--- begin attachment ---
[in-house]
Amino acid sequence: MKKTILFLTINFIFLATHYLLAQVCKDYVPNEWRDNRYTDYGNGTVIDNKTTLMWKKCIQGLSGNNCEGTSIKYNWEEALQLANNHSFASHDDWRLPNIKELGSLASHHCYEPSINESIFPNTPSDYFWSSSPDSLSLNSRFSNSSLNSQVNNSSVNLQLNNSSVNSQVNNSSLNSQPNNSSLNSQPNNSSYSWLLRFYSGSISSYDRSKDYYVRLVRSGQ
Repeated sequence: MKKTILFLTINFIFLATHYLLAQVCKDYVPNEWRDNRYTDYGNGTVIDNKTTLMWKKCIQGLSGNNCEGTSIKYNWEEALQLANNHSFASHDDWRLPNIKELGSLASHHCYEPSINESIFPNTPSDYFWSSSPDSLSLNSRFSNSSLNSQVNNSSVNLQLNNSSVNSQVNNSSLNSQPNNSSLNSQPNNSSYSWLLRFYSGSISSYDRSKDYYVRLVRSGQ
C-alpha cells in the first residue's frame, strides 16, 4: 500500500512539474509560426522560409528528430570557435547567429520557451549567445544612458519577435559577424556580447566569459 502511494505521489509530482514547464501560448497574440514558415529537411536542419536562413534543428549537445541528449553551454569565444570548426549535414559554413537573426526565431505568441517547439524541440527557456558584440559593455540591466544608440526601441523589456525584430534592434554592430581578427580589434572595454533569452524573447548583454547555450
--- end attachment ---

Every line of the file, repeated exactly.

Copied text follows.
[in-house]
Amino acid sequence: MKKTILFLTINFIFLATHYLLAQVCKDYVPNEWRDNRYTDYGNGTVIDNKTTLMWKKCIQGLSGNNCEGTSIKYNWEEALQLANNHSFASHDDWRLPNIKELGSLASHHCYEPSINESIFPNTPSDYFWSSSPDSLSLNSRFSNSSLNSQVNNSSVNLQLNNSSVNSQVNNSSLNSQPNNSSLNSQPNNSSYSWLLRFYSGSISSYDRSKDYYVRLVRSGQ
Repeated sequence: MKKTILFLTINFIFLATHYLLAQVCKDYVPNEWRDNRYTDYGNGTVIDNKTTLMWKKCIQGLSGNNCEGTSIKYNWEEALQLANNHSFASHDDWRLPNIKELGSLASHHCYEPSINESIFPNTPSDYFWSSSPDSLSLNSRFSNSSLNSQVNNSSVNLQLNNSSVNSQVNNSSLNSQPNNSSLNSQPNNSSYSWLLRFYSGSISSYDRSKDYYVRLVRSGQ
C-alpha cells in the first residue's frame, strides 16, 4: 500500500512539474509560426522560409528528430570557435547567429520557451549567445544612458519577435559577424556580447566569459 502511494505521489509530482514547464501560448497574440514558415529537411536542419536562413534543428549537445541528449553551454569565444570548426549535414559554413537573426526565431505568441517547439524541440527557456558584440559593455540591466544608440526601441523589456525584430534592434554592430581578427580589434572595454533569452524573447548583454547555450